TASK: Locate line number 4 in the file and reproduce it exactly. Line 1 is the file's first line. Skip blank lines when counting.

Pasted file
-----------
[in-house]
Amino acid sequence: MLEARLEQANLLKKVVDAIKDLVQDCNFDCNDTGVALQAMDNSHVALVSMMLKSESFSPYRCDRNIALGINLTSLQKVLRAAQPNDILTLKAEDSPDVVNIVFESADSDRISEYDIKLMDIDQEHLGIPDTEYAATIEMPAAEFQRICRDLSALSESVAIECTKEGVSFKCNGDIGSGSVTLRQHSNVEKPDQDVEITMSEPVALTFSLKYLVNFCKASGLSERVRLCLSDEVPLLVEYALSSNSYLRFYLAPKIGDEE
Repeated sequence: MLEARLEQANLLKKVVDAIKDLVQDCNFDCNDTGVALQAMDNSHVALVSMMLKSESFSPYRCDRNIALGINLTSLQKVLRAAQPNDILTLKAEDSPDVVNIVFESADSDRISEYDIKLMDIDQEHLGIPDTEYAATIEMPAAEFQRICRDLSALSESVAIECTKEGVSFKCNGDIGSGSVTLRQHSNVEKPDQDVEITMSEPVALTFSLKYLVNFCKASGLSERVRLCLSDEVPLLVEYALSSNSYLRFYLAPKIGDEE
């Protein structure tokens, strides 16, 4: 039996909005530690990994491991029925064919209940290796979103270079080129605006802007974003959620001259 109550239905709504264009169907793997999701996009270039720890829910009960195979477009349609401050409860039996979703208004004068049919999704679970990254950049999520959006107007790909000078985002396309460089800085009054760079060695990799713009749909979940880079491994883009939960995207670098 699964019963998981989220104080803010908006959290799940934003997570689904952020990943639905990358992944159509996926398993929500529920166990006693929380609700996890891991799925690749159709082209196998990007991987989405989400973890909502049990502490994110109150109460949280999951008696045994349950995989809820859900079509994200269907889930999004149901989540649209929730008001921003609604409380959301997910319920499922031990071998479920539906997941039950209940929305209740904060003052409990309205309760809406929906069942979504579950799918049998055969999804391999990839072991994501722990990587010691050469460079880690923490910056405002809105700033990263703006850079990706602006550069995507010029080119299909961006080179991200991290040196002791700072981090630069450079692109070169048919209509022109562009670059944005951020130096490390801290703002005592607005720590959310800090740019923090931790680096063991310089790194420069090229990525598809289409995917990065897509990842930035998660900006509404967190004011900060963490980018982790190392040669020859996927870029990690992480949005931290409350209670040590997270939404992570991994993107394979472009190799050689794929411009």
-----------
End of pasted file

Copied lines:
């Protein structure tokens, strides 16, 4: 039996909005530690990994491991029925064919209940290796979103270079080129605006802007974003959620001259 109550239905709504264009169907793997999701996009270039720890829910009960195979477009349609401050409860039996979703208004004068049919999704679970990254950049999520959006107007790909000078985002396309460089800085009054760079060695990799713009749909979940880079491994883009939960995207670098 699964019963998981989220104080803010908006959290799940934003997570689904952020990943639905990358992944159509996926398993929500529920166990006693929380609700996890891991799925690749159709082209196998990007991987989405989400973890909502049990502490994110109150109460949280999951008696045994349950995989809820859900079509994200269907889930999004149901989540649209929730008001921003609604409380959301997910319920499922031990071998479920539906997941039950209940929305209740904060003052409990309205309760809406929906069942979504579950799918049998055969999804391999990839072991994501722990990587010691050469460079880690923490910056405002809105700033990263703006850079990706602006550069995507010029080119299909961006080179991200991290040196002791700072981090630069450079692109070169048919209509022109562009670059944005951020130096490390801290703002005592607005720590959310800090740019923090931790680096063991310089790194420069090229990525598809289409995917990065897509990842930035998660900006509404967190004011900060963490980018982790190392040669020859996927870029990690992480949005931290409350209670040590997270939404992570991994993107394979472009190799050689794929411009």